On their last day overseas, participants in the Richmond Faculty Seminar Abroad faced perhaps the most tension-filled and unforgettable experience of the seminar: crossing the Mitrovica Bridge in Kosovo.
U.N. police and Swiss K-4 trucks surrounded the area to prevent citizens living on either bank of the Ibar River from attacking citizens on the opposite bank. A pile of rubble in the center of the bridge blocked any attempts at car traffic. Hateful, anti-U.S. and anti-E.U. graffiti smeared surfaces on the Serbian side of the river, according to seminar participant Dr. Shital Thekdi, assistant professor of management.
The faculty members spent 18 days abroad studying peace and conflict management in Israel, Jordan, and Serbia.
They spoke with local experts about some of the worst outcomes of conflict—war, hunger, genocide—and the complexities of arriving at and maintaining peace. Now, they walked toward the river and a boundary of a peace so tenuous, it was maintained by force.
The river divides the city of Mitrovica. On its northern bank live Serbs, many of whom were relocated there after the 1999 Kosovo War. Kosovo Albanians, the city’s majority population, dwell on its southern side. To cross the river in peace, visitors must not demonstrate any political affiliation in their actions or dress. No flags, no logos, and no signs.
Seminar participant Dr. Dejun “Tony” Kong, said the walk across the river was unforgettable. An assistant professor of leadership studies and management, Kong teaches negotiation and conflict management at Richmond.
“We often talk about divided cities in the United States or in other parts of the world because of racial segregation or other kinds of cultural segregation,” Kong said. “But, at Mitrovica, you can see it. It is so visible.”
The Office of International Education coordinated the interdisciplinary seminar and selected the destinations on the basis of their current importance for the United States, in the world, and to the University’s curricular needs. Seminar participants—UR faculty from four of the University’s five schools—began preparing for the seminar in February and completed multiple sessions with campus experts who shared information about the histories and cultures of the four countries. They left campus in May on a bus bound for Washington-Dulles Airport to put this knowledge into real-world context.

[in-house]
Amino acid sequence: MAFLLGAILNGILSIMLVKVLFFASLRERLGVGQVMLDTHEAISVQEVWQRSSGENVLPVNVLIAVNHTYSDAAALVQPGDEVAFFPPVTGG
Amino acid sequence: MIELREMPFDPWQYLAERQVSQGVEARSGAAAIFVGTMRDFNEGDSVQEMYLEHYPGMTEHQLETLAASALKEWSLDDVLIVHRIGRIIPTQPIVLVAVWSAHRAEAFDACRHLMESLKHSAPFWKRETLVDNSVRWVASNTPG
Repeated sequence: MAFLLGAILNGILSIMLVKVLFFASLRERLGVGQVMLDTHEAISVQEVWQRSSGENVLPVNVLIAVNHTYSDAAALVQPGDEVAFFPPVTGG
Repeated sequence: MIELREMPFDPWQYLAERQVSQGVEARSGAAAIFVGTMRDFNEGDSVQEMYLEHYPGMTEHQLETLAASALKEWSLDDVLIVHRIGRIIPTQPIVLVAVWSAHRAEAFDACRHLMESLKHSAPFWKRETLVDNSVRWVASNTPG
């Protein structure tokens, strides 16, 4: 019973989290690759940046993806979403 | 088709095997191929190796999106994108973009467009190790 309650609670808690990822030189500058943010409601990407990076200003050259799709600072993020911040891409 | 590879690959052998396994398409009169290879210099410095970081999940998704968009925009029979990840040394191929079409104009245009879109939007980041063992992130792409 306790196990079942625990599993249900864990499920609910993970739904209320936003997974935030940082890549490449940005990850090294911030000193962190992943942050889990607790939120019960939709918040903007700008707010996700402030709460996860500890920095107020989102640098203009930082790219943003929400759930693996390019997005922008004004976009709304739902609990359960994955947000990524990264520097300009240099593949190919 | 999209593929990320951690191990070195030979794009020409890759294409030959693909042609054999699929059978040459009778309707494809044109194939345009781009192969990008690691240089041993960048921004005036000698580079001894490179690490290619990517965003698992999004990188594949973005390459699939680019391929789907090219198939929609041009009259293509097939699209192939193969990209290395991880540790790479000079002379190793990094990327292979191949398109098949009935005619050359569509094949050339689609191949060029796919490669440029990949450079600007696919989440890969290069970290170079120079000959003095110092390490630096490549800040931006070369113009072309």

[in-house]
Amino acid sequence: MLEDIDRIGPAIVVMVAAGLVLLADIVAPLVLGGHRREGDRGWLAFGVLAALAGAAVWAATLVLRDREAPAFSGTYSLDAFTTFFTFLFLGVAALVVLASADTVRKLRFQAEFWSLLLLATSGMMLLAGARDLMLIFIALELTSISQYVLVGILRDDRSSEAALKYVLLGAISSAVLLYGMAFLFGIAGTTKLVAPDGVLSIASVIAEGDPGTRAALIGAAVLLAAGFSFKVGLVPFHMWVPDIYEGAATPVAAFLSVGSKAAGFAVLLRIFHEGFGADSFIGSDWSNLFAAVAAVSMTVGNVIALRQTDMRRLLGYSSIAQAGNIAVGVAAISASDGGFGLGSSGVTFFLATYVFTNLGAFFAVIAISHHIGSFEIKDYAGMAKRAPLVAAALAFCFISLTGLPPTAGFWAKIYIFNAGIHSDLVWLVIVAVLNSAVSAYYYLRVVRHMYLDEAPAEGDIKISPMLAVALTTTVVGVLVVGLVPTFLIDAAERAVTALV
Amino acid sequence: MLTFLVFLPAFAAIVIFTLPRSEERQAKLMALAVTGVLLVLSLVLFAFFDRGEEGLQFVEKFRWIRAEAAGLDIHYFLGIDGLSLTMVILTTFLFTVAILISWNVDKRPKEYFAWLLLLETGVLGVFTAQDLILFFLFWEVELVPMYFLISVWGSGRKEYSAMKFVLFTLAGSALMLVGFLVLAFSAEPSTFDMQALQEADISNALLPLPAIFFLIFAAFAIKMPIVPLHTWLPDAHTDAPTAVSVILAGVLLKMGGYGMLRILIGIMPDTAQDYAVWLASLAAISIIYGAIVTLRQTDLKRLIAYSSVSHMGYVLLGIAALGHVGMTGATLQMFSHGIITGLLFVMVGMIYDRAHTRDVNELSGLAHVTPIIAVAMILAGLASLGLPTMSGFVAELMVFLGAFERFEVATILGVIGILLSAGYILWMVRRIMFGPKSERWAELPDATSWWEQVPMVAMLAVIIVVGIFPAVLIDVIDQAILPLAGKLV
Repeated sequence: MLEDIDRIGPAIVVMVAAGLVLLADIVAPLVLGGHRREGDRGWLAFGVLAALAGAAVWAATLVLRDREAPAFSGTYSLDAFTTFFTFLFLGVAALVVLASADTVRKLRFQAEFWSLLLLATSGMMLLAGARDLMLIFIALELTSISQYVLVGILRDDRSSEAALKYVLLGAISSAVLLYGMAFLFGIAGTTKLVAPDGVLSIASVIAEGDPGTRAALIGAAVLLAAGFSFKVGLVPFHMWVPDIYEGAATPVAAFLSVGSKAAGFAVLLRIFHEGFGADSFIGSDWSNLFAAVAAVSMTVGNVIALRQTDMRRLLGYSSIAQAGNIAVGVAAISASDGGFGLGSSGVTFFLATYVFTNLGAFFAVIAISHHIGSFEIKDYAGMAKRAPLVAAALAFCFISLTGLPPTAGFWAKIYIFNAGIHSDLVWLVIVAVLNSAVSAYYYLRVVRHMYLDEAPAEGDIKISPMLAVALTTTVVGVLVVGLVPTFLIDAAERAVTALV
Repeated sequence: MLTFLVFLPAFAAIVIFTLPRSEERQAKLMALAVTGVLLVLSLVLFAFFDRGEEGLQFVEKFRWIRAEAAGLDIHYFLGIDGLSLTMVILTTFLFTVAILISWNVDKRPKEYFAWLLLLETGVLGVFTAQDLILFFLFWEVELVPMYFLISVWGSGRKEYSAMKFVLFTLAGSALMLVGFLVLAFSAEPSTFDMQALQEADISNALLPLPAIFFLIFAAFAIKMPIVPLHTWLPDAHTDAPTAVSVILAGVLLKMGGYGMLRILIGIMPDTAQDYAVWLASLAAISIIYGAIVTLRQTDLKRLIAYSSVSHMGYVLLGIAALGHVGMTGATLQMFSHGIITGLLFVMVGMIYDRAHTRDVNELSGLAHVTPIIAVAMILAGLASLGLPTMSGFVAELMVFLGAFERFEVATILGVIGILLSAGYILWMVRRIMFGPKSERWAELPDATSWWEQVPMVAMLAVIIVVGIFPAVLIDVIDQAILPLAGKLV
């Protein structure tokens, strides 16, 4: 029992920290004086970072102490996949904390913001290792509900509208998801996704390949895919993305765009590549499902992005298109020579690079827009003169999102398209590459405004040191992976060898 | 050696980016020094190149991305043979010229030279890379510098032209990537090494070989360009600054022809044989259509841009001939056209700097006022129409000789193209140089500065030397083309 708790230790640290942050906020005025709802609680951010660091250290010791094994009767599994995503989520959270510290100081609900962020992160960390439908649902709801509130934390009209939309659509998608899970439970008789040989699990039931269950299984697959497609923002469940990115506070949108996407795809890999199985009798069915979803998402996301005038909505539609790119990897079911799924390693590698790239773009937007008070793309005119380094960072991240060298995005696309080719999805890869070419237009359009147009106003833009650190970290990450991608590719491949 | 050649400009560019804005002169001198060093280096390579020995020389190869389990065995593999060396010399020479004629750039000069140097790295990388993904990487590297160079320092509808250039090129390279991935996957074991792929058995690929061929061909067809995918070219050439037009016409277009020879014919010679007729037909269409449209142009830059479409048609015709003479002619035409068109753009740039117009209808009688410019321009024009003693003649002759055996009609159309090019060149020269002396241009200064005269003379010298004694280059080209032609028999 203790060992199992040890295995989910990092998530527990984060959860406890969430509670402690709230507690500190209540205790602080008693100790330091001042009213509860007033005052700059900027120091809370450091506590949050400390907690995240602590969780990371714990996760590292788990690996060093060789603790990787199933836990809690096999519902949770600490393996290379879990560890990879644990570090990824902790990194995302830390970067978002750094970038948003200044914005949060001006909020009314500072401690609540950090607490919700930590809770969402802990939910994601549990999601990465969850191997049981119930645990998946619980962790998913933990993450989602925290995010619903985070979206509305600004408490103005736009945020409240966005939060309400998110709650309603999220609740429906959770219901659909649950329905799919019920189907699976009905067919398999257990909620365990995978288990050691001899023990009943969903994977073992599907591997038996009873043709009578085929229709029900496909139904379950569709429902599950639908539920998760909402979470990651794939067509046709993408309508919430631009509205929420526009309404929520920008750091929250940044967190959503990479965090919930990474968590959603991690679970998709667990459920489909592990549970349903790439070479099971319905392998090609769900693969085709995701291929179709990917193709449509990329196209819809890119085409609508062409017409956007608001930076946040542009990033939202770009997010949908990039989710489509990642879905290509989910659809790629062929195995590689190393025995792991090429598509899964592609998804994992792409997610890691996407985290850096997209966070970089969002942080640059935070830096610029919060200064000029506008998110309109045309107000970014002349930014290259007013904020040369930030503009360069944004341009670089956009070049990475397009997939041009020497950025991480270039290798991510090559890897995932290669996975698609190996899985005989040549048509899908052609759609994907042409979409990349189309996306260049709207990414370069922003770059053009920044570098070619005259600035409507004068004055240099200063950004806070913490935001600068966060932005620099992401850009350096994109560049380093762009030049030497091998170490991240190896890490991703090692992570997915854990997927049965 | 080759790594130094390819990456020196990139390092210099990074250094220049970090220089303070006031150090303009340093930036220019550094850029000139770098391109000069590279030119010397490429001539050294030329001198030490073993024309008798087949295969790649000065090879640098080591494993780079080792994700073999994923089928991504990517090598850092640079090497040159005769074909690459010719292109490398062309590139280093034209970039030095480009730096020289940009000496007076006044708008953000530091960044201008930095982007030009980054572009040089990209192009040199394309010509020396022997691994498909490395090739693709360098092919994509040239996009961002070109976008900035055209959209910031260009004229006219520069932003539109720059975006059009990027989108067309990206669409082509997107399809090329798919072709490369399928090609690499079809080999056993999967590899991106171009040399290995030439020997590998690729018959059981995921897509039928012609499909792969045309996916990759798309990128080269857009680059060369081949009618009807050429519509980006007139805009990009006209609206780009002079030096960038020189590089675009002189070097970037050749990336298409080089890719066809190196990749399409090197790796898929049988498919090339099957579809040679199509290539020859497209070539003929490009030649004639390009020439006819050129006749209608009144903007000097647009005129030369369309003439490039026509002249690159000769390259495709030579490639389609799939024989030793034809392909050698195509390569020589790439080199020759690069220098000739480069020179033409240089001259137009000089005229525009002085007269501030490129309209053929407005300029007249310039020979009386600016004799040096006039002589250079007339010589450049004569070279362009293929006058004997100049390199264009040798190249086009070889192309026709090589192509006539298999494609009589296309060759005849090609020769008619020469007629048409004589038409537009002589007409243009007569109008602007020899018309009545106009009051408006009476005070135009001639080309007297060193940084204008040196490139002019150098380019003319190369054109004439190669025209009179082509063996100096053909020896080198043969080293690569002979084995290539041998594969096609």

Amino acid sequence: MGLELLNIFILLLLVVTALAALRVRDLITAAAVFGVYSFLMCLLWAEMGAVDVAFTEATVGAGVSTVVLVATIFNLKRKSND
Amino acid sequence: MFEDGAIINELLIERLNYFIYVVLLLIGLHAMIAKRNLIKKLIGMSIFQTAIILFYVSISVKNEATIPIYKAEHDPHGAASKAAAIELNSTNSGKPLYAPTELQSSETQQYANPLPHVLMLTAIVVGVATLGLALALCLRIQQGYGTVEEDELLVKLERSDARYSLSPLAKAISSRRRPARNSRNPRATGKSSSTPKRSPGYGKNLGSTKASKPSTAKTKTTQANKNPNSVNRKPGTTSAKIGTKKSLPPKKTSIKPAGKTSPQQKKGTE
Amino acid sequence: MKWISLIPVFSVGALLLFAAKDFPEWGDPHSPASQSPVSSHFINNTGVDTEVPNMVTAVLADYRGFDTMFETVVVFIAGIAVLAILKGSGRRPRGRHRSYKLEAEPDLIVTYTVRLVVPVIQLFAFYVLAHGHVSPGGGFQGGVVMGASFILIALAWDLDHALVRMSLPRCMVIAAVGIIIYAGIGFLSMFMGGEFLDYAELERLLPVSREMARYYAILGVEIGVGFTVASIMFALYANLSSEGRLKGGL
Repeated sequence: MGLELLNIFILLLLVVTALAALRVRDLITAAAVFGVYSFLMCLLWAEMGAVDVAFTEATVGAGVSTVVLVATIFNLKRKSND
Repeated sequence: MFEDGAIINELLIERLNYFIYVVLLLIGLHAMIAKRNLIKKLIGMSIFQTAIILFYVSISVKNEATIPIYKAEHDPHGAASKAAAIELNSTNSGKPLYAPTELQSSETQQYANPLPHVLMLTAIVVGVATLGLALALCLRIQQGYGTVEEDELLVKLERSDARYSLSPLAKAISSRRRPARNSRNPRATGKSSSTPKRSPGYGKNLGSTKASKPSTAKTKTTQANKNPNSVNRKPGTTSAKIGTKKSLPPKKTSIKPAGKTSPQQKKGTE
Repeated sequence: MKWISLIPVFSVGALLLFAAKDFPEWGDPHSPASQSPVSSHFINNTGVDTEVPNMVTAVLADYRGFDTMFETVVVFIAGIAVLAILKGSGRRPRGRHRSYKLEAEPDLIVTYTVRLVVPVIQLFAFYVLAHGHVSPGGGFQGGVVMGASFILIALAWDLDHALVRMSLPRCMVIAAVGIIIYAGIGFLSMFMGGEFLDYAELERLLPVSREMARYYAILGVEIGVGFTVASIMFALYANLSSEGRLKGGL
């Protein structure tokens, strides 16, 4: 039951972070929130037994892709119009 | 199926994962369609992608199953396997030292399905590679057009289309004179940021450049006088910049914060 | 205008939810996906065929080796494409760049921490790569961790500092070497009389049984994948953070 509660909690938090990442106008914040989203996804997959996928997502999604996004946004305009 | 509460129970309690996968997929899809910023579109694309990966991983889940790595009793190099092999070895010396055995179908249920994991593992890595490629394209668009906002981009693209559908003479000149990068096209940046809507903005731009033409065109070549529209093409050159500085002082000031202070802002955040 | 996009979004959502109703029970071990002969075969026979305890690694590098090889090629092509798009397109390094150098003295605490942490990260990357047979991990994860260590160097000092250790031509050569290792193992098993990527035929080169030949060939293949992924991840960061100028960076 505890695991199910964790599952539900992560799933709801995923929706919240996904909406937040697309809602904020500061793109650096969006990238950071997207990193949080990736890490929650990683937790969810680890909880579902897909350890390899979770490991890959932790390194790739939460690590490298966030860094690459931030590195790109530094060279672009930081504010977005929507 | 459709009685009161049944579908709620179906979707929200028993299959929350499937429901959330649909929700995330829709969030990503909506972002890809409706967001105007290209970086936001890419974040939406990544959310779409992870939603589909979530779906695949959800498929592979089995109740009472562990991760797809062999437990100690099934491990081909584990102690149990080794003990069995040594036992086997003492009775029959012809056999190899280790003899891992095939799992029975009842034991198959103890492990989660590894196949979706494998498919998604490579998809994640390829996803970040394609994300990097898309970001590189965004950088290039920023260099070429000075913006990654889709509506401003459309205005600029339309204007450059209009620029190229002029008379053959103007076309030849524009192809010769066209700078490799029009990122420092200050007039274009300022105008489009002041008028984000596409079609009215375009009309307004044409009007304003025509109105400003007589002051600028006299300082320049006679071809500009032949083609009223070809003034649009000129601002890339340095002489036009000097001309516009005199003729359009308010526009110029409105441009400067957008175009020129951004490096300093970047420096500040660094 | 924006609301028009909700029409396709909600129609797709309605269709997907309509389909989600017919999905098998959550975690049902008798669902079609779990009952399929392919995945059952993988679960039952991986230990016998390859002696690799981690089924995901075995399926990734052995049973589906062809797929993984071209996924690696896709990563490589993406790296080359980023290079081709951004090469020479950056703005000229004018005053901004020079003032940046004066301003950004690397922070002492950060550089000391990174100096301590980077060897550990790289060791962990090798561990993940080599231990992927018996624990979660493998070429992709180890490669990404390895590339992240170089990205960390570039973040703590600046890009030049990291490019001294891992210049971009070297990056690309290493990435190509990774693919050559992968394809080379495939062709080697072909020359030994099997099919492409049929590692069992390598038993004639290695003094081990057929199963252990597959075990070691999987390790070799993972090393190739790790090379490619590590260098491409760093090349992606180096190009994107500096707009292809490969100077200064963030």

“The seminar provides UR faculty the opportunity to experience first-hand the sounds, sights, smells, and emotions involved in meeting and interacting with people from other cultures and countries,” Dr. Joe Hoff said. Hoff is interim dean of international education and led the seminar. “Viewing the conflicts from different disciplinary perspectives enhances participants’ ability to understand the complexities of the situations they find abroad.”
Their itinerary featured various opportunities to meet and share information with NGO representatives, faculty, and researchers from host country institutions including the University of Haifa, a UR exchange partner for study abroad.
Participant Dr. Jon Dattelbaum, associate professor of Chemistry, applied to the seminar because of his interest in the Arab/Israeli conflict and to establish contacts for teaching collaboration. He hopes to build relationships with Haifa faculty to explore topics such as Israel’s biotech boom and to incorporate that information into classes, especially The Business of Science, a Sophomore Scholars in Residence (SSIR) course he is co-teaching in 2013-14.
The faculty seminar allowed Thekdi to experience study abroad in at least a condensed form, which she expects to enrich her ability to advise sophomores applying to study abroad
“We visited universities and we sat in the classrooms and we were, essentially, the international students,” she said. “As educators, that helps us look at experiences through a new pair of lenses.”
Mitrovica is a city known to have existed as far back as the Middle Ages. Kong said the local people he spoke with in Kosovo could not clearly recall the reason for their mentality about the conflict. At Richmond, he plans to develop what he saw and learned into a case study of human in-group and out-group mentality for students in his conflict classes.
On one side of the Mitrovica Bridge, the faculty had already experienced some of the Albanian perspective of the story. According to Hoff, only by crossing to the other side of the bridge and into the city beyond would they be in the presence of the culture, history, and people who could tell the Serbian view of the story.
“The impact of these relationships is actually taking a physical form by a blocked bridge on a river,” Thekdi said. “It was very telling of everything we saw during the trip. Looking at this bridge put all the sentiments and academic teachings into perspective. That to me stood out as the magic moment of the seminar.”
Photo: The Mitrovica Bridge spans toward the Serbian section of the city.